All about fruitarianism with a long-term fruitarian, Lena

threonine

  • EAR and RDA for Amino Acids

    Estimated Average Requirement (EAR) and Recommended Dietary Allowance (RDA) for amino acids (protein) for healthy adults 19 y and older, mg/kg/day:

    • Estimated Average Requirement (EAR): average, estimated to meet the requirements of 50%.
    • Recommended Dietary Allowance (RDA): average, sufficient to meet the nutrient requirements of nearly all.
    Amino Acids EAR RDA
    phenylalanine + tyrosine 27 33
    valine 19 24
    threonine 16 20
    tryptophan 4 5
    methionine + cysteine 15 19
    leucine 34 42
    isoleucine 15 19
    lysine 31 38
    histidine 11 14
  • Amino Acid Requirements for Adults

    Estimates of Amino Acid Requirements for adultsmg / kg per day

    • Phenylalanine + tyrosine: 14
    • Leucine: 14
    • Methionine + cystine13
    • Histidine: 8–12
    • Lysine: 12
    • Isoleucine: 10
    • Valine: 10
    • Threonine: 7
    • Tryptophan: 3.5

  • All Essential Amino Acids

    An essential amino acid, or indispensable amino acid, is an amino acid that cannot be synthesized by the organism, and must be supplied in diet. 

    The 9 amino acids humans cannot synthesize (F V T W M L I K H):

    • phenylalanine
    • valine
    • threonine
    • tryptophan
    • methionine
    • leucine
    • isoleucine
    • lysine
    • histidine

    Animal and plant proteins are made up of about 20 common amino acids.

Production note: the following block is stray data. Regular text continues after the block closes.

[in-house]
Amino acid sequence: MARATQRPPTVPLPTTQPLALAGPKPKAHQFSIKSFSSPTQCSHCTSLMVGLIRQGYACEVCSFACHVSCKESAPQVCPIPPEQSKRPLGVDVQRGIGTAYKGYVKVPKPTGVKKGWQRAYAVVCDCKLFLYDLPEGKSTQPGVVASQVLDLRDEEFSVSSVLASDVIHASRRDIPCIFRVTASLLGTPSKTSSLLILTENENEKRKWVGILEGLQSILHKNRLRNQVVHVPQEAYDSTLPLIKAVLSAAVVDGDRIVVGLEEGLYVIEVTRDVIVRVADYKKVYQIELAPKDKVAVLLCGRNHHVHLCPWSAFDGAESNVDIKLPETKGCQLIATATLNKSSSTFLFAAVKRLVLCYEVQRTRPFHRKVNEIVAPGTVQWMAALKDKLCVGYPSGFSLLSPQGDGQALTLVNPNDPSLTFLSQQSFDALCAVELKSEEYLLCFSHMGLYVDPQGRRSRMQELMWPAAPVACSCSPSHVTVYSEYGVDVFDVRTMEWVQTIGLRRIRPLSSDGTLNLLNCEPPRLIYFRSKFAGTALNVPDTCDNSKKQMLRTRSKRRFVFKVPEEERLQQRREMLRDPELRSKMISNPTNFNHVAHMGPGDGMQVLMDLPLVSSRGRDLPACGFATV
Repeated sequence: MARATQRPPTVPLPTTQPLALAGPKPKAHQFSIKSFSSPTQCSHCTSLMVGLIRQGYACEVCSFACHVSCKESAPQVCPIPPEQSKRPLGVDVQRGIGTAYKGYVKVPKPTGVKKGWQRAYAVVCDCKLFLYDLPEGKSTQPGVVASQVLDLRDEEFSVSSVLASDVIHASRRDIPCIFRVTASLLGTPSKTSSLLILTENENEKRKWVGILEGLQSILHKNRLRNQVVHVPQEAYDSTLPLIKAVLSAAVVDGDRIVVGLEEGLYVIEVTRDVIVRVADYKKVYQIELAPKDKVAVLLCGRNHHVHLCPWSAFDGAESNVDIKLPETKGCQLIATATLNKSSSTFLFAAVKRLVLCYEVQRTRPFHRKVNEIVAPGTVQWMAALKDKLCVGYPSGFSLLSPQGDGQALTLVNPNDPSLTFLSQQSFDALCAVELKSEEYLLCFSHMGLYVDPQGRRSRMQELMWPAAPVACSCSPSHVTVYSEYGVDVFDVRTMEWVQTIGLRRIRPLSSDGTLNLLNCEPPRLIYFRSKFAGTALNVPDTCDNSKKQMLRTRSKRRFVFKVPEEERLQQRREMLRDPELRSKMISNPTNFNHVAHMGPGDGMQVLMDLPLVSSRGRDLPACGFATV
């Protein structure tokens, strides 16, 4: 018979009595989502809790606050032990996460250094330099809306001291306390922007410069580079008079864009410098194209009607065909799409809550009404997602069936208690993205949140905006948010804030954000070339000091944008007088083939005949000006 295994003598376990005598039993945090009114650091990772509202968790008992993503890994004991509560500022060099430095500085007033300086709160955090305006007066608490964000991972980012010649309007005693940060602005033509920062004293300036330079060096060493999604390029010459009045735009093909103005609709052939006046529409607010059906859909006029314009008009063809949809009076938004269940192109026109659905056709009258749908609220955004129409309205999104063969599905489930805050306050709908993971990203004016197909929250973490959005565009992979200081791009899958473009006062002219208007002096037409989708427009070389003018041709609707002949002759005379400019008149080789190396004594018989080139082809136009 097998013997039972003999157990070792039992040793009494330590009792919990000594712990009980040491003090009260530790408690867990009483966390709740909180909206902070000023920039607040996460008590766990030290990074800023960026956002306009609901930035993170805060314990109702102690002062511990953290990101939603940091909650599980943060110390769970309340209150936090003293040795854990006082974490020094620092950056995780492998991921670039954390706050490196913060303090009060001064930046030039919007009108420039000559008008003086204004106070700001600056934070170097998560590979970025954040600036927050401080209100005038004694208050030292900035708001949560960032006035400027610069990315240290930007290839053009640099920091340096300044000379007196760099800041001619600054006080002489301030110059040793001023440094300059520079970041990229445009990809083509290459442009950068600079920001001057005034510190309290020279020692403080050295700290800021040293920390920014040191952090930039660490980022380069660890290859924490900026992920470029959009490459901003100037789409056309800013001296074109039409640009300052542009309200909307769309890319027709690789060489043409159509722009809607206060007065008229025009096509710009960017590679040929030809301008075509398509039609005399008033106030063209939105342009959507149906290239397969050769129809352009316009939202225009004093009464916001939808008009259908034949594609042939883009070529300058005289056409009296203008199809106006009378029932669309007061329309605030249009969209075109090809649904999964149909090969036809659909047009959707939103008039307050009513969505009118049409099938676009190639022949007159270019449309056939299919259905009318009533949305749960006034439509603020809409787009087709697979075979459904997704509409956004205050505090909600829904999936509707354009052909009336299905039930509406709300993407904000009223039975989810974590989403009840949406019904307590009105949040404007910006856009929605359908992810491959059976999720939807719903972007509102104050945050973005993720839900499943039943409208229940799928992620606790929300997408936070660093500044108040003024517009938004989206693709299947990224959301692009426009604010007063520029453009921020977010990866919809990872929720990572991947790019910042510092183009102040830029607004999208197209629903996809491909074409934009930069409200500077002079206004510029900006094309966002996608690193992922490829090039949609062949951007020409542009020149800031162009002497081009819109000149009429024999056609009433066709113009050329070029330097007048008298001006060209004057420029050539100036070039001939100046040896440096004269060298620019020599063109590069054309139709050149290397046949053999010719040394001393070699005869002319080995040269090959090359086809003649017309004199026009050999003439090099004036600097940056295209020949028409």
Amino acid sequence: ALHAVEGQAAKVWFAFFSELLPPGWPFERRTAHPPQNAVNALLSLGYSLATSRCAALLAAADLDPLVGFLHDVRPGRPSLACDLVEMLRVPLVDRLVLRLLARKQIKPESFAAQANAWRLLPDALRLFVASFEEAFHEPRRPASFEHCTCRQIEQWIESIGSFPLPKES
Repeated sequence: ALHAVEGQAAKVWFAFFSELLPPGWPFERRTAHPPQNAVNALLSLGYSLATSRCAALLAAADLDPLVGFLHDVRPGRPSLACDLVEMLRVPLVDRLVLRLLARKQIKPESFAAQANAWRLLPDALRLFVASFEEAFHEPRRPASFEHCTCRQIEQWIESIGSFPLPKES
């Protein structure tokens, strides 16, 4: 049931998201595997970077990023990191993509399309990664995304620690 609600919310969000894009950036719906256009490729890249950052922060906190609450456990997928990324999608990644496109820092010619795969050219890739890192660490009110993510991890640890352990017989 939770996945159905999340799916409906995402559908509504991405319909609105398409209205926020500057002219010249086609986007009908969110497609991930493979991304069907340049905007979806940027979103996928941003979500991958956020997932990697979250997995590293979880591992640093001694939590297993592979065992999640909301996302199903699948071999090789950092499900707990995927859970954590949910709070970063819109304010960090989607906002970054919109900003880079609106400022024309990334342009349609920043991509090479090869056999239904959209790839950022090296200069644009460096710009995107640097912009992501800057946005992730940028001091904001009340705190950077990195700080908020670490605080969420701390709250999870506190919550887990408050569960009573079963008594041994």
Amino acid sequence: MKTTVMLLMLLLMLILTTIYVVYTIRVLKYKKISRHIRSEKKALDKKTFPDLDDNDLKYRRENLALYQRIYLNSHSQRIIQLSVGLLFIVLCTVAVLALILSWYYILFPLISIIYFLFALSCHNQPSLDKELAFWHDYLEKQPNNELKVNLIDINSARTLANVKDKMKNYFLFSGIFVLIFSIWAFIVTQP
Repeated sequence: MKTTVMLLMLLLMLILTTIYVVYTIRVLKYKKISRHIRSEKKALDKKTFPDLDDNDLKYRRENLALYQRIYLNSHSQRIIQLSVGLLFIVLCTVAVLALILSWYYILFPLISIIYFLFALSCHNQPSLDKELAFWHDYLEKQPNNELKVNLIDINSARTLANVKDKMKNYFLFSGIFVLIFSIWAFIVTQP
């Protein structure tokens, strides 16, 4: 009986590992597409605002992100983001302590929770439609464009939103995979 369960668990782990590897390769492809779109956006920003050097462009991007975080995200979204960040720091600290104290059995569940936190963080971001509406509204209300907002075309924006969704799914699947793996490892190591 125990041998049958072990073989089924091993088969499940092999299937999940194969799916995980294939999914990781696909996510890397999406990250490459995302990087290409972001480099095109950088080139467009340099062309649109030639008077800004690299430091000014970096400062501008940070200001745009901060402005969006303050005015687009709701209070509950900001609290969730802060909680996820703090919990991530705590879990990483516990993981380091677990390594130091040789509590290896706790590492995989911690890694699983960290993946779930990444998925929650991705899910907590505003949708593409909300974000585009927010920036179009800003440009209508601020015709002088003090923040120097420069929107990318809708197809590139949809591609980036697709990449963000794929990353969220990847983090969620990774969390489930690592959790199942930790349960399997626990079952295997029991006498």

Synthesis of 6 other amino acids - conditionally essential - can be limited under special conditions (R C G Q P Y)arginine, cysteine, glycine, glutamine, proline, and tyrosine.

    Dispensable amino acids can be synthesized in the human body, 5 (A D N E S): alanine, aspartic acid, asparagine, glutamic acid and serine .

Isaac Bashevis Singer

When a human kills an animal for food, he is neglecting his own hunger for justice. Man prays for mercy, but is unwilling to extend it to others. 

Overnutrition

Overnutrition, a type of malnutrition, is emerging with rates of obesity and related chronic diseases associated with urbanisation, aging populations, technological development and globalisation of food supplies and industry. Billions of dollars are spent annually by the food industry to promote the consumption of highly refined, high-calorie foods with little or no nutritional value. 

At least 35 million overweight children are living in developing countries and 8 million in developed countries. Children are increasingly exposed to high-fat, high-sugar, high-salt, energy-dense, micronutrient-poor foods which tend to be cheaper than healthy foods. General imbalance in energy intake compared to physical activity levels is driving the obesity epidemic. In industrialised countries, child obesity risk is associated with lower household income, women with less education, and single parent households.

Obesity is increasingly prevalent among adolescent girls and women, as access to a greater quantity of inexpensive, tasty, and convenient foods increases. 

Taxation on high-calorie, low-nutrition foods can play a significant role in reducing the consumption of such products. Population-wide weight-control campaigns that raise awareness among medical staff, policy-makers and the public at large can also help to reduce obesity. Particularly important is the promotion of health literacy. Additional measures include restrictions on the marketing of unhealthy foods and sugary drinks to children, and controls on the use of misleading health and nutrition claims; mandatory front-of-pack food labelling helps consumers to identify healthier options. 

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